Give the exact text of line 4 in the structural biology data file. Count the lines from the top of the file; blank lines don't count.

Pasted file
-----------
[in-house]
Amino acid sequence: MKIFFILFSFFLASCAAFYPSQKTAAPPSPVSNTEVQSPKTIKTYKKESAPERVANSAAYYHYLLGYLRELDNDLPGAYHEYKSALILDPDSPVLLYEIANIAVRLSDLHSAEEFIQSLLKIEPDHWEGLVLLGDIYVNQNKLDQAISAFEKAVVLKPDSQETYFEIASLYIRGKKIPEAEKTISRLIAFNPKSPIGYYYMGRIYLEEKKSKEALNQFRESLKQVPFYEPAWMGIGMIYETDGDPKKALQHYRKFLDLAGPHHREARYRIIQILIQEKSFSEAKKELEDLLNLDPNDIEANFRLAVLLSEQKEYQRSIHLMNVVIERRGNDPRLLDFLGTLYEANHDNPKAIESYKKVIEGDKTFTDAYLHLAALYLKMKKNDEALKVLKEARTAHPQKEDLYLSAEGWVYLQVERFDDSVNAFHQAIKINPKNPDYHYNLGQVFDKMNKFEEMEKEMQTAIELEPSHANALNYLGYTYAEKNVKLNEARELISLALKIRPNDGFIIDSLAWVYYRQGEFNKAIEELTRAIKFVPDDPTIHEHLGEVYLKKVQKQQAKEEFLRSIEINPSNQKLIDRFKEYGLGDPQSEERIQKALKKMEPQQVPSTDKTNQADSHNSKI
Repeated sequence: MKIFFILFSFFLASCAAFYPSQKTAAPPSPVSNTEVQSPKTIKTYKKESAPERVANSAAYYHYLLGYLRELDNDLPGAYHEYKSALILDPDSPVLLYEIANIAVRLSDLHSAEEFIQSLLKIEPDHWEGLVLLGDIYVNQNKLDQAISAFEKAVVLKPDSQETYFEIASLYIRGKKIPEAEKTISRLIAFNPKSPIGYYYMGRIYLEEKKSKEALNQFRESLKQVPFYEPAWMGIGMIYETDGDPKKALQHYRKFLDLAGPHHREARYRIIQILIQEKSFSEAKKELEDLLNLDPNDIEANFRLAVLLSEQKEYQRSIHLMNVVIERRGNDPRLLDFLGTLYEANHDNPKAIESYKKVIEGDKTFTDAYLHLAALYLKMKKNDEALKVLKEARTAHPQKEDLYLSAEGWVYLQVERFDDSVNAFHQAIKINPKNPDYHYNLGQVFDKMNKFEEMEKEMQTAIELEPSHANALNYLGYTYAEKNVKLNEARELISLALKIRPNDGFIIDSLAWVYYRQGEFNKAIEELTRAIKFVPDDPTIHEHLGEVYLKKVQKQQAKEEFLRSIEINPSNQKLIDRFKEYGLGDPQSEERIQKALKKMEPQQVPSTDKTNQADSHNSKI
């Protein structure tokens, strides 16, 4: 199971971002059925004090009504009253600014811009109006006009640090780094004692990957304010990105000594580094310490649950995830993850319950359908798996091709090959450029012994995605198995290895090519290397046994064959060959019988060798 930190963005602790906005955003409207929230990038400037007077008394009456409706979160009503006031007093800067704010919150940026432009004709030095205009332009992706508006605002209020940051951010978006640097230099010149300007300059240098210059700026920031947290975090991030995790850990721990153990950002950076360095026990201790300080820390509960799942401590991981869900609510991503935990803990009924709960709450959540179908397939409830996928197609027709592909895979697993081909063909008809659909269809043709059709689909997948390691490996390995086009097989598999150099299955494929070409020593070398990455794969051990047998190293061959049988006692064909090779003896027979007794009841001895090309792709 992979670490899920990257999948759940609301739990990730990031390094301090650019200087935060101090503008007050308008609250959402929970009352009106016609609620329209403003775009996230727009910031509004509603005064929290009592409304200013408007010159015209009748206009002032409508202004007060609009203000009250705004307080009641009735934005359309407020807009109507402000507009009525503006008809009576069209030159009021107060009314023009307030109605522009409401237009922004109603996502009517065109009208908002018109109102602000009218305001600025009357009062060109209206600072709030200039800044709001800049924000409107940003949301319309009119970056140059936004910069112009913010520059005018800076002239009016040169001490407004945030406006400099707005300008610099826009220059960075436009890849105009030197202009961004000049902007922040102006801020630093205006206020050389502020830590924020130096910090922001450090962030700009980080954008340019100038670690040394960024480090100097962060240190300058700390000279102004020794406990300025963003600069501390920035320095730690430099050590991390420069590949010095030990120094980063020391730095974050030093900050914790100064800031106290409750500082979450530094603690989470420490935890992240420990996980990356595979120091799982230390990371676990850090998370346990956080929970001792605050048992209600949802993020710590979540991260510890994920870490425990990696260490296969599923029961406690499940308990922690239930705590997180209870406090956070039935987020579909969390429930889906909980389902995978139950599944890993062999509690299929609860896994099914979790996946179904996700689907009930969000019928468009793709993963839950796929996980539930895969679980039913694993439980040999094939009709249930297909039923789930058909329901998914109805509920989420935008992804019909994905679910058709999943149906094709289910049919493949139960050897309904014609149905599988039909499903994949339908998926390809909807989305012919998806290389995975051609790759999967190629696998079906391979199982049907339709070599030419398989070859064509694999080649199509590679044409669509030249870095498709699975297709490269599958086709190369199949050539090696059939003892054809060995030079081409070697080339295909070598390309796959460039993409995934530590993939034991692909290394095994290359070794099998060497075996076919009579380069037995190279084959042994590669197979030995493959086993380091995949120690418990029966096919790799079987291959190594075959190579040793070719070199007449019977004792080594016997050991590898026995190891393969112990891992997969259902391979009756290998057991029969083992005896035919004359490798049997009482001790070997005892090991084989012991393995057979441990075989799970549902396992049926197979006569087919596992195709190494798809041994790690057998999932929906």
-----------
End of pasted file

């Protein structure tokens, strides 16, 4: 199971971002059925004090009504009253600014811009109006006009640090780094004692990957304010990105000594580094310490649950995830993850319950359908798996091709090959450029012994995605198995290895090519290397046994064959060959019988060798 930190963005602790906005955003409207929230990038400037007077008394009456409706979160009503006031007093800067704010919150940026432009004709030095205009332009992706508006605002209020940051951010978006640097230099010149300007300059240098210059700026920031947290975090991030995790850990721990153990950002950076360095026990201790300080820390509960799942401590991981869900609510991503935990803990009924709960709450959540179908397939409830996928197609027709592909895979697993081909063909008809659909269809043709059709689909997948390691490996390995086009097989598999150099299955494929070409020593070398990455794969051990047998190293061959049988006692064909090779003896027979007794009841001895090309792709 992979670490899920990257999948759940609301739990990730990031390094301090650019200087935060101090503008007050308008609250959402929970009352009106016609609620329209403003775009996230727009910031509004509603005064929290009592409304200013408007010159015209009748206009002032409508202004007060609009203000009250705004307080009641009735934005359309407020807009109507402000507009009525503006008809009576069209030159009021107060009314023009307030109605522009409401237009922004109603996502009517065109009208908002018109109102602000009218305001600025009357009062060109209206600072709030200039800044709001800049924000409107940003949301319309009119970056140059936004910069112009913010520059005018800076002239009016040169001490407004945030406006400099707005300008610099826009220059960075436009890849105009030197202009961004000049902007922040102006801020630093205006206020050389502020830590924020130096910090922001450090962030700009980080954008340019100038670690040394960024480090100097962060240190300058700390000279102004020794406990300025963003600069501390920035320095730690430099050590991390420069590949010095030990120094980063020391730095974050030093900050914790100064800031106290409750500082979450530094603690989470420490935890992240420990996980990356595979120091799982230390990371676990850090998370346990956080929970001792605050048992209600949802993020710590979540991260510890994920870490425990990696260490296969599923029961406690499940308990922690239930705590997180209870406090956070039935987020579909969390429930889906909980389902995978139950599944890993062999509690299929609860896994099914979790996946179904996700689907009930969000019928468009793709993963839950796929996980539930895969679980039913694993439980040999094939009709249930297909039923789930058909329901998914109805509920989420935008992804019909994905679910058709999943149906094709289910049919493949139960050897309904014609149905599988039909499903994949339908998926390809909807989305012919998806290389995975051609790759999967190629696998079906391979199982049907339709070599030419398989070859064509694999080649199509590679044409669509030249870095498709699975297709490269599958086709190369199949050539090696059939003892054809060995030079081409070697080339295909070598390309796959460039993409995934530590993939034991692909290394095994290359070794099998060497075996076919009579380069037995190279084959042994590669197979030995493959086993380091995949120690418990029966096919790799079987291959190594075959190579040793070719070199007449019977004792080594016997050991590898026995190891393969112990891992997969259902391979009756290998057991029969083992005896035919004359490798049997009482001790070997005892090991084989012991393995057979441990075989799970549902396992049926197979006569087919596992195709190494798809041994790690057998999932929906």